Whether it's a new release of government data or news stories that need historic metrics for context, find articles that dive deep into the issues here. The Census Bureau, the Bureau of Labor Statistics, the Congressional Budget Office, and more: USAFacts is here to provide bias-free context and visuals to help Americans understand the numbers behind the news. USAFacts is always digging into data on employment in America, why people immigrate to the US, how much Congress is spending, and more, so check back often for new reports.
The recent stimulus bill in response to COVID-19 covers an array of initiatives and focuses less on businesses than the 2020 CARES Act. USAFacts digs into the numbers behind the original version of the House bill passed on February 27, 2021, whose estimated outlays added up to $1.9 trillion. While the $1.9 trillion cost estimate may be revised due to subsequent amendments, many major outlays are expected to remain at similar levels.
The largest revenue drop was in the second quarter, as many states delayed income tax collection.
Here is a look at the increase in cases this fall, along with data on hospitalizations, job loss, and small business sentiment.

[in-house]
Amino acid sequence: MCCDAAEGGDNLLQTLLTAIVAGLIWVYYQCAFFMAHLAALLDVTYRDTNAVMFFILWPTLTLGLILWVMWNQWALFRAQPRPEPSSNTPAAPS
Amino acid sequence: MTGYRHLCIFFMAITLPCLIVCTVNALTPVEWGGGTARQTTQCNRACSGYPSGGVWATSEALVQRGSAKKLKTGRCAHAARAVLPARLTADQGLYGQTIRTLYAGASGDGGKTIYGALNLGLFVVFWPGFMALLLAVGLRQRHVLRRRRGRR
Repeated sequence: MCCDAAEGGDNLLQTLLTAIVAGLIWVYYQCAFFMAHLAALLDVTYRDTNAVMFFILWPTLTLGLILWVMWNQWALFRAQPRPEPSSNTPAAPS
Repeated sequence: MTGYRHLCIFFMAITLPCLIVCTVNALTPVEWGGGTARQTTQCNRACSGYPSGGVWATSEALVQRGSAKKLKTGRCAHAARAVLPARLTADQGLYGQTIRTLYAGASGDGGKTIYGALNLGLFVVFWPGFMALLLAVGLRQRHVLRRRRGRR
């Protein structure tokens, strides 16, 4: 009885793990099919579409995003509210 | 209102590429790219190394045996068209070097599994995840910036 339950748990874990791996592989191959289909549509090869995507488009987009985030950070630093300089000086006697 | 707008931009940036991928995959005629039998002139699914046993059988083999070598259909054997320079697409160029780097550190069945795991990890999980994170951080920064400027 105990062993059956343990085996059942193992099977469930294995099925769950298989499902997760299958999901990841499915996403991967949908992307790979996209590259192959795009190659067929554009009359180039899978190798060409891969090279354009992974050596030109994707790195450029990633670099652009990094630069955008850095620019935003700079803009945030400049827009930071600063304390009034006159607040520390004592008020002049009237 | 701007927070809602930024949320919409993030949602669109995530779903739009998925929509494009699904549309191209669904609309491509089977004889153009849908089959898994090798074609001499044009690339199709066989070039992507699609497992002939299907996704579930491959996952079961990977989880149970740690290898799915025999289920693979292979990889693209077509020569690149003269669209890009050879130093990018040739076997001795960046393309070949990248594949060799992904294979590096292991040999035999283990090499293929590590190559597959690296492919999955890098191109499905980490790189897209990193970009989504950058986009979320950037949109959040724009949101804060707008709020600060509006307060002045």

The 2020 deficit was nearly twice as large as the deficit in 2009, when the government enacted stimulus spending in response to the Great Recession.
State revenue was down 29% compared to the same quarter last year, indicating budget shortfalls and hard choices may be on the horizon.
From COVID-19 and the economy to race and policing in America, take a look at nonpartisan data on topics covered in the first debate.
Combining direct and indirect taxes, as well as taxes from state and local government, the average American family paid $15,748 in taxes in 2018.
The presidential candidates addressed COVID-19 and healthcare, immigration, record unemployment, and tax reform in their convention speeches. Here’s what the data says on these key issues.
Initiative would postpone $520 in taxes for the average household and $1,197 for the upper middle class.
Tax legislation passed by the Senate and the House would change corporate taxes, impacting businesses, individuals, and the economy. What could change under the legislation? Compare past tax changes to economic performance throughout history and decide for yourself.
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